The Relative Returns to Education, Experience, and Attractiveness for Young Workers
Emily Beam (),
Joshua Hyman () and
No 10537, IZA Discussion Papers from Institute of Labor Economics (IZA)
Understanding employer preferences for characteristics of young workers is crucial to designing effective policies to reduce youth unemployment in developing countries. We conduct a randomized resume audit study, simultaneously examining the returns to education, experience, and physical attractiveness among young workers applying for entry-level jobs in a developing country context. Employers do not value college experience without a degree. Postsecondary vocational training increases the likelihood of a callback, but only for blue-collar occupations typically offered only to male workers. Work experience is valued across most occupations; however, among service-sector jobs with in-person customer interactions, attractive applicants receive 23 percent more callbacks, swamping the returns to experience. Our results can guide policymakers in the design of labor market programs to reduce youth unemployment as well as help young workers make optimal choices to ease their school-to-work transition.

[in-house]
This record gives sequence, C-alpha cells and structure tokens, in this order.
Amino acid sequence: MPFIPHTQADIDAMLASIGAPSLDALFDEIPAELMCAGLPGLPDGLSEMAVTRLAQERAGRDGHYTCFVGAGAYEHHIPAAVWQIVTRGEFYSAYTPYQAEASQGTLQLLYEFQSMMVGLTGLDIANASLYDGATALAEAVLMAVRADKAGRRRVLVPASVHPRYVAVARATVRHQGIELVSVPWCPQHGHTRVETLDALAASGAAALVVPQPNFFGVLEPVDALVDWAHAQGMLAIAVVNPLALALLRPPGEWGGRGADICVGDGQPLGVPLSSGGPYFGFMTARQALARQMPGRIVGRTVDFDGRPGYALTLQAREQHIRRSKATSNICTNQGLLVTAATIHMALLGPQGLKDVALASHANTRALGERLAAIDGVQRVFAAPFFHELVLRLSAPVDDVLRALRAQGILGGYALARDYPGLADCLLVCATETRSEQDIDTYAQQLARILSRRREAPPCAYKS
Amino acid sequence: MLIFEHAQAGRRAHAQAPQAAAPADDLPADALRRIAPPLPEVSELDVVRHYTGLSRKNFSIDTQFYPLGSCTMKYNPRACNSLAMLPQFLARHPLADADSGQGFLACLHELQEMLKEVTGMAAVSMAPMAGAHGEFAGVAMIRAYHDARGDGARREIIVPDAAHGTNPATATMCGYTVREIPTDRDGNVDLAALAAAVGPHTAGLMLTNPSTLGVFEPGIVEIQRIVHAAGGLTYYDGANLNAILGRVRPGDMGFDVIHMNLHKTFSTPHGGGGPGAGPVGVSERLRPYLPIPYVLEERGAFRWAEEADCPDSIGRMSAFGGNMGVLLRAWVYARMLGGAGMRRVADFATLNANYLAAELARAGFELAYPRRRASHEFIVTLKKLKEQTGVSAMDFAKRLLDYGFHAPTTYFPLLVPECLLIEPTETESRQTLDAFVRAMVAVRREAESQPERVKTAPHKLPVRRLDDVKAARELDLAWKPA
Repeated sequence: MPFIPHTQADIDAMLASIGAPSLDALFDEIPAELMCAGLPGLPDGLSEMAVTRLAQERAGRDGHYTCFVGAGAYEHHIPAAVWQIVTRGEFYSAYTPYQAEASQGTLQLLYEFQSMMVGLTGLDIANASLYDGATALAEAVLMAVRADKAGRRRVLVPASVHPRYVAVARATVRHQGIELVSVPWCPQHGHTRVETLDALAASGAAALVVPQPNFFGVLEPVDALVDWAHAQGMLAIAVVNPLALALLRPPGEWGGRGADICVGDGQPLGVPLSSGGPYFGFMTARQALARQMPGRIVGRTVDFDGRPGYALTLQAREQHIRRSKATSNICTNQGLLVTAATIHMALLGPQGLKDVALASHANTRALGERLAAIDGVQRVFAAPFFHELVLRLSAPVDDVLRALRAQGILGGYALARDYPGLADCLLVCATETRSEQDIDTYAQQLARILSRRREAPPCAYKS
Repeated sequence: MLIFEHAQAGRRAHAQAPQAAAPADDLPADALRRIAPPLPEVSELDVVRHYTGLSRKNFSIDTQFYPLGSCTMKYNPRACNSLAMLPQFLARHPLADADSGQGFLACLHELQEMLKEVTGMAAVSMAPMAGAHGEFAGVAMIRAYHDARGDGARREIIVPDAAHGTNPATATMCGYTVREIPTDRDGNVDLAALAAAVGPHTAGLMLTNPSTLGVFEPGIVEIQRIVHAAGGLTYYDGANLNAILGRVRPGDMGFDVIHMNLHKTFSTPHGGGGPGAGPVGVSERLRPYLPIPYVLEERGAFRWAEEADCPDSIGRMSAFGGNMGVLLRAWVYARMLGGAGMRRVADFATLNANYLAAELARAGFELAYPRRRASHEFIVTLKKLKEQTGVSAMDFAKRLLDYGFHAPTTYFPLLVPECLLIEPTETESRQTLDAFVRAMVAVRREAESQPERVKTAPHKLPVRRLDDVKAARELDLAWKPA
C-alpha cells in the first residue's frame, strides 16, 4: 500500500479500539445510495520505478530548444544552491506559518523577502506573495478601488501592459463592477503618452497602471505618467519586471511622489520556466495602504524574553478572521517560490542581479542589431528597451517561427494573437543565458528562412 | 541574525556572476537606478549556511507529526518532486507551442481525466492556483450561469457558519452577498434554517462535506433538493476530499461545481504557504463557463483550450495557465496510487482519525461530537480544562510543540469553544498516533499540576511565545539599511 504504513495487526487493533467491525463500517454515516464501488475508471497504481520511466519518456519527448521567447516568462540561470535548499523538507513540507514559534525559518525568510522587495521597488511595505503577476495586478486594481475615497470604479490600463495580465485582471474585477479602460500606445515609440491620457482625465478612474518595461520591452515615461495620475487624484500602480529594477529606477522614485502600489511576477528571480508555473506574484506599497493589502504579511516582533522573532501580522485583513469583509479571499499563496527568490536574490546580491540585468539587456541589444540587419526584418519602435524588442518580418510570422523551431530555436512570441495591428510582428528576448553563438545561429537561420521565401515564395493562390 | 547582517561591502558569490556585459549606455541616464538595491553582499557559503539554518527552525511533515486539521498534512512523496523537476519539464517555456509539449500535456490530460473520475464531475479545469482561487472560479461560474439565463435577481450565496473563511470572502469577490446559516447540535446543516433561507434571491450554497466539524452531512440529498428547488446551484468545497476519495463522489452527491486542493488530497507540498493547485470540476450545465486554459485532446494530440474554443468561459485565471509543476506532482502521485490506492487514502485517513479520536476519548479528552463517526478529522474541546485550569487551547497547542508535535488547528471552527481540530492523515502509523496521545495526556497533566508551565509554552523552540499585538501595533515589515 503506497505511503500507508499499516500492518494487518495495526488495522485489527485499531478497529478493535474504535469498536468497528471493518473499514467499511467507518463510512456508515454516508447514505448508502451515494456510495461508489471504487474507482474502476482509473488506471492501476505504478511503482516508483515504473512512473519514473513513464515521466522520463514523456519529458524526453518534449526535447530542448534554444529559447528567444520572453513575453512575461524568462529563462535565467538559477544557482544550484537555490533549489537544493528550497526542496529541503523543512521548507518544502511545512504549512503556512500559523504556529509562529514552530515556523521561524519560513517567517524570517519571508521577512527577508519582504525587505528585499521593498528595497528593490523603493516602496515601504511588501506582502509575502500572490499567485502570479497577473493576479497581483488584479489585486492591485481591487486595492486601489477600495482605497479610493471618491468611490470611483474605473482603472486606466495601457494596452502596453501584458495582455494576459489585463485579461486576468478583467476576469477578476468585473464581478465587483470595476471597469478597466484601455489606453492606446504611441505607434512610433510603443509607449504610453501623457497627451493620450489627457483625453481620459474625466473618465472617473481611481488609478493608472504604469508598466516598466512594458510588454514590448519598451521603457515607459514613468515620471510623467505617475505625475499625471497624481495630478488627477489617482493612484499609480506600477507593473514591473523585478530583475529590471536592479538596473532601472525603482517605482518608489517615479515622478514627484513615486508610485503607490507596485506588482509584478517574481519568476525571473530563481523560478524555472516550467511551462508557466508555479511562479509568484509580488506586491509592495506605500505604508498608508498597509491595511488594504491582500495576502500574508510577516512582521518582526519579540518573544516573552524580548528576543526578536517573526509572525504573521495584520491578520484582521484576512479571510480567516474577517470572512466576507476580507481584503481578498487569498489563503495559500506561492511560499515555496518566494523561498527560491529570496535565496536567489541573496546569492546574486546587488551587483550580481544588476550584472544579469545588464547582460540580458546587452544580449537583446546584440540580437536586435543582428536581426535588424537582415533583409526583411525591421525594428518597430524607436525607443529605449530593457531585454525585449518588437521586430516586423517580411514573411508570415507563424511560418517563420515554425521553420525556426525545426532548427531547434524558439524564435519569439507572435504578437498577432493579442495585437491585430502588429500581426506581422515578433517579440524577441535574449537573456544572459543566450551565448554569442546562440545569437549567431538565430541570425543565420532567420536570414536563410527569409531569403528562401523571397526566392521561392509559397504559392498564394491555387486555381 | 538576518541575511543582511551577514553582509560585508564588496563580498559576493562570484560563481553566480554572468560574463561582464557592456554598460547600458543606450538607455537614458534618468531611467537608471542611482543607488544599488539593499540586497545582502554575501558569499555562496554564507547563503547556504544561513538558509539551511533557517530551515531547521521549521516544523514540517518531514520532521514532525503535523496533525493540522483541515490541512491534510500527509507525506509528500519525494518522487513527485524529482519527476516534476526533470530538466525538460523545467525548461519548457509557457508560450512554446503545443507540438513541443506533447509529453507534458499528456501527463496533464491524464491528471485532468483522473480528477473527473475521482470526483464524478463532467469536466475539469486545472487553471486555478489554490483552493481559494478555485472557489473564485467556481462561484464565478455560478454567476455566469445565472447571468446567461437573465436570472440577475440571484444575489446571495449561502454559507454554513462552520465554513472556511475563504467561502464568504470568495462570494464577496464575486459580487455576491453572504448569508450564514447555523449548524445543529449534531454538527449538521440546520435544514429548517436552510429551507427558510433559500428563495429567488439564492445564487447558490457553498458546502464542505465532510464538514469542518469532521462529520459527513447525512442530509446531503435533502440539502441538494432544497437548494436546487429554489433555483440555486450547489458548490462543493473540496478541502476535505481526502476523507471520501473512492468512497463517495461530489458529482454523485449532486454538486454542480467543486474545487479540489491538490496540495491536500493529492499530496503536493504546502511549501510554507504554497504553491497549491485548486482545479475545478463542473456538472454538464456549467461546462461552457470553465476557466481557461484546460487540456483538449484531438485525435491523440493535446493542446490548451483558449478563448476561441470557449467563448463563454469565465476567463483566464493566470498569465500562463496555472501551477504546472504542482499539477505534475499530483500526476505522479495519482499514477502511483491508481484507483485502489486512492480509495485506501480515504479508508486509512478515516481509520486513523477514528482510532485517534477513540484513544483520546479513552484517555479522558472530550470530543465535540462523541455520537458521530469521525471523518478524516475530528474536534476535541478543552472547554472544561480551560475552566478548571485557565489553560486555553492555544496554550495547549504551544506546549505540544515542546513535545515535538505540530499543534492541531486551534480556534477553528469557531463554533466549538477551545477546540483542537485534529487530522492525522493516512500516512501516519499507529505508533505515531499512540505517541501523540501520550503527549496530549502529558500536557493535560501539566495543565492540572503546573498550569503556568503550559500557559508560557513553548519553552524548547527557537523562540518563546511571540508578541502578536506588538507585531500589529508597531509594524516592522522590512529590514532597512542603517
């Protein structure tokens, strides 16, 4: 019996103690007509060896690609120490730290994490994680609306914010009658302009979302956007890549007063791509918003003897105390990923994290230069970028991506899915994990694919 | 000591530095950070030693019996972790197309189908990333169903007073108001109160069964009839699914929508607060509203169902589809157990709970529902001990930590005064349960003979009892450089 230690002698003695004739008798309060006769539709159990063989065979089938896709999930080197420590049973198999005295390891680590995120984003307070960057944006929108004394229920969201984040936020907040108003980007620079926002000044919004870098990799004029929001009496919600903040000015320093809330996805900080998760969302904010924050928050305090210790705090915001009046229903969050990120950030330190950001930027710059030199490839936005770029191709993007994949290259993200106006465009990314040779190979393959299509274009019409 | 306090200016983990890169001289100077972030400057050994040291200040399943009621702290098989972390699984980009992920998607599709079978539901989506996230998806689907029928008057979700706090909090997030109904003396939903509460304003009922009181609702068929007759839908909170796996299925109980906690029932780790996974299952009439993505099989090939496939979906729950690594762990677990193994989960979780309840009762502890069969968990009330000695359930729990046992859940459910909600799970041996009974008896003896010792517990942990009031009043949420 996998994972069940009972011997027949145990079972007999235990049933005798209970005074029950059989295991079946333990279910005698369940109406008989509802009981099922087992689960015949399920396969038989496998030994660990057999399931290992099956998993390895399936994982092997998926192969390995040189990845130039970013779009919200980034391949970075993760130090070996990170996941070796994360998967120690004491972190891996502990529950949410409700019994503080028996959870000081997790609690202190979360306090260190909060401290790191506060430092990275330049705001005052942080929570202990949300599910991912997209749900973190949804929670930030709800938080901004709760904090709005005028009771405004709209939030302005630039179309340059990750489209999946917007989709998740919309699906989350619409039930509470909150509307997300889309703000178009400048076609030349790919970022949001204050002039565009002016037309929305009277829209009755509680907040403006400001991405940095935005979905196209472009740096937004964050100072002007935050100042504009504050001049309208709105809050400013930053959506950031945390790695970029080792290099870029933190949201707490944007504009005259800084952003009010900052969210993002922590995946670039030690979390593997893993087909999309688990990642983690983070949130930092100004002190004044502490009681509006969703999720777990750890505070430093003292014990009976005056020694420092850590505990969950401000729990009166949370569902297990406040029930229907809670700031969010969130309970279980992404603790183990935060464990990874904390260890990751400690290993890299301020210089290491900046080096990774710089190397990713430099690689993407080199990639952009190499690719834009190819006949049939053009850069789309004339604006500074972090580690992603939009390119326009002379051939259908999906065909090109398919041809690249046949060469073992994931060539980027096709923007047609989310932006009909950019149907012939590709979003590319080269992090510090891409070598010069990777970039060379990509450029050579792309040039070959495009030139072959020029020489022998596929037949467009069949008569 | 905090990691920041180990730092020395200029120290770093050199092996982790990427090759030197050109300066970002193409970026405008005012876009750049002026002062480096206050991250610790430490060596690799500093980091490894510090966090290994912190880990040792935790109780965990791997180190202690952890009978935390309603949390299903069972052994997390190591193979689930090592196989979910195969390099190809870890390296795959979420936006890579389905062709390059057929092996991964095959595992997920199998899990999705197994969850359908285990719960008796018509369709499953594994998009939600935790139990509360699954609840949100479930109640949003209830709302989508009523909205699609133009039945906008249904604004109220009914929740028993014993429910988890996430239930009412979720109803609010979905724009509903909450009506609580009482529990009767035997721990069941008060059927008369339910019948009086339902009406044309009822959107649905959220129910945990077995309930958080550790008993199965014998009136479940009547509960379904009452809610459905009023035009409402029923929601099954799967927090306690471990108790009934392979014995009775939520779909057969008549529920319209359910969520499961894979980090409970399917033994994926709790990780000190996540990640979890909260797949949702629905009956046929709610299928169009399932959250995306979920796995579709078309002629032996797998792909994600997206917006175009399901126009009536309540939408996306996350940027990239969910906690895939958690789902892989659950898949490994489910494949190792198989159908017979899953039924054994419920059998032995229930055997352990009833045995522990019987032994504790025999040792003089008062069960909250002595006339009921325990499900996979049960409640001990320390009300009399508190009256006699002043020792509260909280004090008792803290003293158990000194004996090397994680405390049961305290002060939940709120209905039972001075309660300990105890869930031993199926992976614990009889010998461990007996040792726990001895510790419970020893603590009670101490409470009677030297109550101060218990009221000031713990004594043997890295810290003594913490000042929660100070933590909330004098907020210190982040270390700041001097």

Keywords: returns to education; school-to-work transition; audit study; labor demand; returns to experience; attractiveness (search for similar items in EconPapers)
JEL-codes: C93 J23 J24 J70 (search for similar items in EconPapers)
Pages: 43 pages
New Economics Papers: this item is included in nep-hrm and nep-lma
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Journal Article: The Relative Returns to Education, Experience, and Attractiveness for Young Workers (2020)
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